Watch this video featured in USA TODAY for a nutritious approach to shopping at a supermarket.
Grocery-Shopping Mistakes to Steer Clear Of
By Michelle Healy, USA TODAY
Determined to improve your family’s diet? Take a closer look at what’s in your grocery cart. USA TODAY’s Michelle Healy turned to Cynthia Held, a registered dietitian in Hagerstown, Md., who conducts personalized grocery shopping tours to help clients better learn how to shop for nutrition and health. She highlights five common mistakes consumers make.
- Shopping without a list
Preparing a list in advance “keeps you focused on the healthiest food purchases for you and your family,” Held says. It also makes you “less likely to forget important ingredients for the week’s menus, become more resistant to impulse-buying, take advantage of coupons and sales, and save time.”
Tip: Many grocery stores offer a free basic shopping checklist. The U.S. Department of Health and Human Services also has a downloadable list to help you get started at www.health.gov/dietaryguidelines/dga2005/healthieryou/html/shopping_list.html.
- Forgetting to shop the store’s perimeter.
The fringe of the supermarket “contains the main food groups represented by MyPyramid, the USDA’s healthy guide for eating a balanced diet,” Held says. Shopping the outer ring helps ensure you fill up your cart with a variety of whole grains, fruits, vegetables, dairy products and protein-rich meats, seafood, poultry and eggs, she says.
Tip: Don’t downplay the dairy section. “Most Americans do not consume adequate dairy products, and this is unfortunate because dairy foods are an excellent source of calcium, protein and vitamin D,” Held says. And not only do dairy products promote healthy bones, research shows they play a role in lowering blood pressure, she says. Also: Be sure to choose non-fat and low-fat dairy products to keep fat and calories down.
- Skimping on fruits and vegetables
Average number of items carried in grocery stores in 2010: 17,392.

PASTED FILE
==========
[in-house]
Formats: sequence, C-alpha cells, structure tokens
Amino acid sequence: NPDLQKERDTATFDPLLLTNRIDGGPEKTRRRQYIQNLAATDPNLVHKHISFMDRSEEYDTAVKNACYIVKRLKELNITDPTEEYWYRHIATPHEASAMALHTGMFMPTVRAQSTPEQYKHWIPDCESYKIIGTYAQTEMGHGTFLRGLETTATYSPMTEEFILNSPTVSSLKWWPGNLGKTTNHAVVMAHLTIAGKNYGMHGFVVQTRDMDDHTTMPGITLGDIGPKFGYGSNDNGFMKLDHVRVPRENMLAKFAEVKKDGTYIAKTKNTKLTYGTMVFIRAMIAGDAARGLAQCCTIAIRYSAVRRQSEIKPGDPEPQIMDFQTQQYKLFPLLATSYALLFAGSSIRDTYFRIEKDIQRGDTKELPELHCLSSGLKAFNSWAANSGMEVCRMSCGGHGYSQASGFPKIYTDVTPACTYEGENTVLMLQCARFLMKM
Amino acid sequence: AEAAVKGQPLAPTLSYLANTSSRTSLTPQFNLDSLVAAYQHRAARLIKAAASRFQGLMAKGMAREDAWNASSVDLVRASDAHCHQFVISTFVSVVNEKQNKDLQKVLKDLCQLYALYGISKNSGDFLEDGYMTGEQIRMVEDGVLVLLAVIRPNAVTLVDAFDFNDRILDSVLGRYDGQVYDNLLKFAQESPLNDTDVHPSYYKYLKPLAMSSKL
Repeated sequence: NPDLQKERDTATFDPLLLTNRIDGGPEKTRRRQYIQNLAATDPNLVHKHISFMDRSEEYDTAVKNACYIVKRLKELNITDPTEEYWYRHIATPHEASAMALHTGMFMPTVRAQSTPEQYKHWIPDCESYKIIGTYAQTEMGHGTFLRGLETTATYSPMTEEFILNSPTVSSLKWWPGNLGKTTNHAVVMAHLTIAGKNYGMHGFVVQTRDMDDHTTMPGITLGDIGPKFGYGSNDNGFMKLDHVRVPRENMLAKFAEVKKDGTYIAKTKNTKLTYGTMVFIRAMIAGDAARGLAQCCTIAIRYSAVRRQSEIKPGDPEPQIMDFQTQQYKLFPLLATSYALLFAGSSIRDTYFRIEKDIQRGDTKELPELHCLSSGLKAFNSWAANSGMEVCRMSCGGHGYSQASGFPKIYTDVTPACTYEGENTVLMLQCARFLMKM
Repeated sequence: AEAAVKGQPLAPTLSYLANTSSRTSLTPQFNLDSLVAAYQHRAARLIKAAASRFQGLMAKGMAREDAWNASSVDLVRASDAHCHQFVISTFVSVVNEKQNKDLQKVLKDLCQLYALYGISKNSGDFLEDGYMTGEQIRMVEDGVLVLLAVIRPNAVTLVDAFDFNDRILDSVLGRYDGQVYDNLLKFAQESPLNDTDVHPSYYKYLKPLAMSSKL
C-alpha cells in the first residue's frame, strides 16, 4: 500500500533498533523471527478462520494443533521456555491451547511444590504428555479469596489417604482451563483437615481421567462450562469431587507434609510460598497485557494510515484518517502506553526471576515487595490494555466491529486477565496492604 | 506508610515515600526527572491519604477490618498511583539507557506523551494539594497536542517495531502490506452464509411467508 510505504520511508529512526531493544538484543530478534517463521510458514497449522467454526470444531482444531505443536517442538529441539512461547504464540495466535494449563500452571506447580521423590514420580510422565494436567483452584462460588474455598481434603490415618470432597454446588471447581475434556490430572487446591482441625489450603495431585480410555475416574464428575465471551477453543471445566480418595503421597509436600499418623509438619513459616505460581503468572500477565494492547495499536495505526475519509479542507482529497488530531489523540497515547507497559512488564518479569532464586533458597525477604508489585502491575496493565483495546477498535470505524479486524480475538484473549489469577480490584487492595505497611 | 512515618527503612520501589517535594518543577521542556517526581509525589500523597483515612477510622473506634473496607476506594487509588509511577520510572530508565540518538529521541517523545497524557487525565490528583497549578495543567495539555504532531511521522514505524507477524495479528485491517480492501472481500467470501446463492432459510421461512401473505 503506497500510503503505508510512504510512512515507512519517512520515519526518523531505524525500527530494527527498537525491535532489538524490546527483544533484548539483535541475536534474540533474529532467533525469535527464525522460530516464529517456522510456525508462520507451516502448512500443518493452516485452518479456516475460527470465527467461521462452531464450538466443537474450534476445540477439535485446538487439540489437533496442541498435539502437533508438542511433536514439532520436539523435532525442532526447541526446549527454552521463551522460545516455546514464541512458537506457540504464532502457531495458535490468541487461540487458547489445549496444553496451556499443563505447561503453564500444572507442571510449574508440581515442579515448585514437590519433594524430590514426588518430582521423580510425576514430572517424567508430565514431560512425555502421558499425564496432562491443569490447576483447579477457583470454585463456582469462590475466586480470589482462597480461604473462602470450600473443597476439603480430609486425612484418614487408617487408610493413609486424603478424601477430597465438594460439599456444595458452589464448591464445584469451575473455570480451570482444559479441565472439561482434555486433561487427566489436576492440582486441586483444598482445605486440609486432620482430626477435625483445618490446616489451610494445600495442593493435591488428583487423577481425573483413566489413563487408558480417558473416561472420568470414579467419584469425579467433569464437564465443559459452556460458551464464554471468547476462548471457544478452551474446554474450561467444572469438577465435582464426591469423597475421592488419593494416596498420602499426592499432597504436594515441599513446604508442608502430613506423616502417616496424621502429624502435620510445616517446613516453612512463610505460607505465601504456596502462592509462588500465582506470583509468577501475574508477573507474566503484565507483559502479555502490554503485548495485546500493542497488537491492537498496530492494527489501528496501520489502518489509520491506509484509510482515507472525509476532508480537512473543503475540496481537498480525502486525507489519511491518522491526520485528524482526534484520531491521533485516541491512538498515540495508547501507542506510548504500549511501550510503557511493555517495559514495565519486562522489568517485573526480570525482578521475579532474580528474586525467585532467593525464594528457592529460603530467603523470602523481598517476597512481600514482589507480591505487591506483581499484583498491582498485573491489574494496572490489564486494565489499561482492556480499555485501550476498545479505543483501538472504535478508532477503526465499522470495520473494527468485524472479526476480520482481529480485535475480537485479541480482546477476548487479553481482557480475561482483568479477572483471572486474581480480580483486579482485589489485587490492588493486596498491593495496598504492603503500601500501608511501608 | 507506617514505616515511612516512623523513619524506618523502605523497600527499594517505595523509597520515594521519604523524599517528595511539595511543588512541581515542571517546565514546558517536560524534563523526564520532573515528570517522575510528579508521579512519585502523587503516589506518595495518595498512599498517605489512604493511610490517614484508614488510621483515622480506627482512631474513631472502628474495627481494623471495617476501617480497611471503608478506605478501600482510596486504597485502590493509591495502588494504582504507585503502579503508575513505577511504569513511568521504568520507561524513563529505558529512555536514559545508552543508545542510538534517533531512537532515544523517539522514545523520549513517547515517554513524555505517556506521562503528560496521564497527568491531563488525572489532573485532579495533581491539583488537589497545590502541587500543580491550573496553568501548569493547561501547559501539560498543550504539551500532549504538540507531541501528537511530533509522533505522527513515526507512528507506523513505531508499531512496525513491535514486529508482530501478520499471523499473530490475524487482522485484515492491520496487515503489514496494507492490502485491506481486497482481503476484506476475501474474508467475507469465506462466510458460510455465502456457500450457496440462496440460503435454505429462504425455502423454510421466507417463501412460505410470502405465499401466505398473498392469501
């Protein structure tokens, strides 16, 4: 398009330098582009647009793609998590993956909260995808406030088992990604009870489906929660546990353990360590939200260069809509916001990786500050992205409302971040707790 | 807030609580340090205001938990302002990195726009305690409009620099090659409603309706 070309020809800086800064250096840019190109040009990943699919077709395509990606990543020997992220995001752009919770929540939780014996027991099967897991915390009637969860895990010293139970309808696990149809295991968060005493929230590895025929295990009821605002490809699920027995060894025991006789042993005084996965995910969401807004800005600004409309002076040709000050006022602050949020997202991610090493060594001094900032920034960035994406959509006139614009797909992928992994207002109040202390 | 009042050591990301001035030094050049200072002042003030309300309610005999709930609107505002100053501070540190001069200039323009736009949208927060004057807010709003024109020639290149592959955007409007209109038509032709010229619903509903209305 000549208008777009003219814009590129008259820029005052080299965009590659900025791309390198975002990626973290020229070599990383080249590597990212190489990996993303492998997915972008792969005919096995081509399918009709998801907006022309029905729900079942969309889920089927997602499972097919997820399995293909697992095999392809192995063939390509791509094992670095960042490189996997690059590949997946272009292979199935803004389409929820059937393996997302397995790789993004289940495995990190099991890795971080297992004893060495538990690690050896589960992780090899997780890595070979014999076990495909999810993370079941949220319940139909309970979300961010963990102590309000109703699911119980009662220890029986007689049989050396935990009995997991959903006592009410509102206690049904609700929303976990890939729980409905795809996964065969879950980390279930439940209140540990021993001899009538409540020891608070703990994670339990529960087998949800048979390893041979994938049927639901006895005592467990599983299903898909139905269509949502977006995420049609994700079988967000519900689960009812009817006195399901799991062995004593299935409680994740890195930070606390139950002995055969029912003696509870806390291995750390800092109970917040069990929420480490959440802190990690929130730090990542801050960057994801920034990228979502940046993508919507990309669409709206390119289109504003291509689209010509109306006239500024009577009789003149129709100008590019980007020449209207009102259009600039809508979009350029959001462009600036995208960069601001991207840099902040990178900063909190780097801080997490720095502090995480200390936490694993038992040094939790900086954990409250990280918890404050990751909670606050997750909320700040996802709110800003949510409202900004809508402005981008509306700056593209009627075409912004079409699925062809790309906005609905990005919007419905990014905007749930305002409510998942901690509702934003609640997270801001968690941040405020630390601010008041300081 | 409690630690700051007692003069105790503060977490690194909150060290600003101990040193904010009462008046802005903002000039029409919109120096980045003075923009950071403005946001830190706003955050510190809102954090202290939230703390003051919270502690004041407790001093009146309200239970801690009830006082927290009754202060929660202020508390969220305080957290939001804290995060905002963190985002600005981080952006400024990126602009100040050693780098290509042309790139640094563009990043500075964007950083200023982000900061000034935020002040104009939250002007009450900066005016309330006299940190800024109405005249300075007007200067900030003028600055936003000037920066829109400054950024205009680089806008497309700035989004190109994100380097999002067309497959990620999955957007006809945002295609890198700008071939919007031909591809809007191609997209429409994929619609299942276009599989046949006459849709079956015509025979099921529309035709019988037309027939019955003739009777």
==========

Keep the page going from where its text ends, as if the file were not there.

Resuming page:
New food products introduced in 2010: 47,211.
Source: The Food Marketing Institute
“Fruits and vegetables are packed with vitamins, minerals, water and fiber, plus they are relatively low in calories,” Held says. That combination of fiber and water enables you to feel full longer, important for weight control. Produce is also naturally low in fat and sodium and contains phytochemicals, compounds in plants that may reduce the risk of certain diseases. “The deeper and more vibrantly colored produce is packed with the most nutrients,” she says. And yes, frozen, canned or dried foods are just as nutritious as their fresh counterparts because they are packaged at their nutrient peak, she says.
Tip: With frozen vegetables or fruits, look for no added sugars, fats or sodium. Canned fruit is healthier when packed in natural juices or water. Look for canned vegetables with no salt added; rinsing in water removes about 40% of the sodium.
- Missing out on whole grains
February’s issue of the Tufts University Health & Nutrition Letter notes that “consuming a diet rich in whole grains has been linked to reduced risk of chronic diseases, including heart disease, diabetes, obesity, and some cancers” Held says. However, most people don’t eat enough whole grains. The newly released 2010 Dietary Guidelines for Americans recommends that at least half of all grains consumed be whole grains, and that whole-grain intake be increased by replacing refined grains with whole grains.
Tip: “Many grain-based foods have terms that can fool you into thinking they are whole-grain,” Held says. “100% wheat, for example, refers to the fact that wheat is the only grain used. It could actually contain processed white flour and no whole wheat.” Some clues to whole grain include the terms “100% whole wheat, whole wheat, whole white wheat, whole rye, whole oats, rolled oats, cornmeal, popcorn, brown rice, wild rice, quinoa, barley and bulgur.
- Ignoring the nutrition label
Using the label “helps us choose more nutritious foods by tracking calories, identifying ingredients, maximizing nutrients and comparing products,” Held says. And it’s an essential tool when checking out the center aisles of the grocery store where many healthy food choices share space with less healthy options full of fat, sugar and sodium.
Tip: Pay particular attention to the serving size and calories per serving listed on the nutrition label. A packaged muffin may contain 300 calories a serving, but if the serving size listed is one-half muffin, there are two servings per package and the actual muffin contains 600 calories.